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How Sleep Apnea Increases Risks for Serious Conditions Like Stroke

May 12, 2020

Sleep apnea is a condition of aging. It occurs when the airway becomes obstructed while we sleep, interrupting our breathing. The older we get, the higher the risk of developing this condition and its associated complications — such as stroke. By knowing the signs of sleep apnea and being screened for it, you can avoid or reduce the likelihood of having a stroke or other serious complications. 

The Connection Between Sleep Apnea and Stroke

Sleep apnea is an especially significant trigger for stroke. For patients who have had a stroke or a mini-stroke (known as a Transient Ischemic Attack), about 70 percent also had sleep apnea. On the flipside, patients who have sleep apnea are two to four times more likely to have a stroke at some point in their lives. Sleep apnea also can lead to complications such as high blood pressure and heart disease, which also are contributing factors to stroke. 

About 80 percent of Americans with any form of sleep apnea remain undiagnosed and untreated, according to estimates from the American Sleep Association. A number of those may be at risk for stroke, especially if older. 

Controlling Apnea Can Improve Other Conditions

Because sleep apnea is a risk factor for many other diseases, controlling it can reduce the likelihood of conditions such as high blood pressure, diabetes, heart rhythm issues and strokes. Early detection is key for patients to avoid such complications and also can decrease the amount of medication they may need for other conditions.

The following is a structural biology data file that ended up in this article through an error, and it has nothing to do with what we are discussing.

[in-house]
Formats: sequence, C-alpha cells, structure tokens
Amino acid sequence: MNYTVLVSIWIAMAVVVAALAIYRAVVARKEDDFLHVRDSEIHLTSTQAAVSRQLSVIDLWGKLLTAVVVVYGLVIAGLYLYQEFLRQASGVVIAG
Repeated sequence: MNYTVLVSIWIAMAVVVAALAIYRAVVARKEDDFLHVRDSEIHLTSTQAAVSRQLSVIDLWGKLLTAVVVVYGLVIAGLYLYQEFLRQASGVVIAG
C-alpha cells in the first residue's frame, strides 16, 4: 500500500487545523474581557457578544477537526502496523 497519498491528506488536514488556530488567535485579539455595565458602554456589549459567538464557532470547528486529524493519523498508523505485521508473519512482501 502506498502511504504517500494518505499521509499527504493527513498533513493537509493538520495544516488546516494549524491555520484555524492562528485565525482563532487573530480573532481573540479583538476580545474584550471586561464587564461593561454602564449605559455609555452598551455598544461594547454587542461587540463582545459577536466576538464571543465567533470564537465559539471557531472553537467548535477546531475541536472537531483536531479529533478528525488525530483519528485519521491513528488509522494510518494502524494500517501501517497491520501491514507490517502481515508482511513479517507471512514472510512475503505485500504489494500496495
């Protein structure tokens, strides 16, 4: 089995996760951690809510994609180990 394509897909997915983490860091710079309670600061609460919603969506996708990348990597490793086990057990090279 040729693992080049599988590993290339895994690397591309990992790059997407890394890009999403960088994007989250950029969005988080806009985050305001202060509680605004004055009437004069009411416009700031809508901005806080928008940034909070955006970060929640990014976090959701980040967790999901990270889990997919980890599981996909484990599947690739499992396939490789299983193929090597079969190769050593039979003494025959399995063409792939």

For instance, a patient often requires several medications to control their high blood pressure. By correcting their apnea, they may be able to cut their heart medications by a third or even by half. In that way, addressing sleep apnea acts as a treatment for other conditions. 

Detecting Sleep Apnea

Different characteristics can indicate sleep apnea in men and women. Men often seek medical attention after a spouse witnesses them stop breathing while snoring and becomes alarmed. While snoring does not always mean you have sleep apnea, more severe cases of snoring often are linked to it. And although weight can worsen sleep apnea, you don’t have to be obese to suffer from the condition. Sometimes all it takes is an abnormal anatomical function or airway. 

For women, sleep apnea often is linked to reports of insomnia. Don’t ignore insomnia, because it is often your body trying to protect you from dying in your sleep — to essentially keep you moving and breathing. 

Some patients often say they never felt any symptoms. This is less surprising when we understand that a person gets used to a certain level of function and remains in that space without realizing something is wrong. Only after treatment does the patient become aware that they have more energy and can do activities they once avoided. 

Tips and Treatments

If you are concerned that you may have sleep apnea:

  • Spread awareness to family members. 

  • Avoid behaviors that can exacerbate the condition. Drinking alcohol at night, for example, can affect the airway that needs to be kept open. 

  • Rule out sleep apnea before taking a sleep aid. Drugs to help you sleep can worsen apnea. Besides suppressing the brain, these medicines also weaken the muscle tone of the airway, which increases airway obstruction. Be careful.

  • Refer someone you are worried about to a sleep specialist to be tested.

Treatments for sleep apnea vary, but the most popular is positive airway pressure (PAP, CPAP) followed by Bilevel (BiPAP). In another protocol, the machine senses apnea and increases pressure to stabilize breathing. For less severe cases, another solution may be an oral appliance made by a dentist. 

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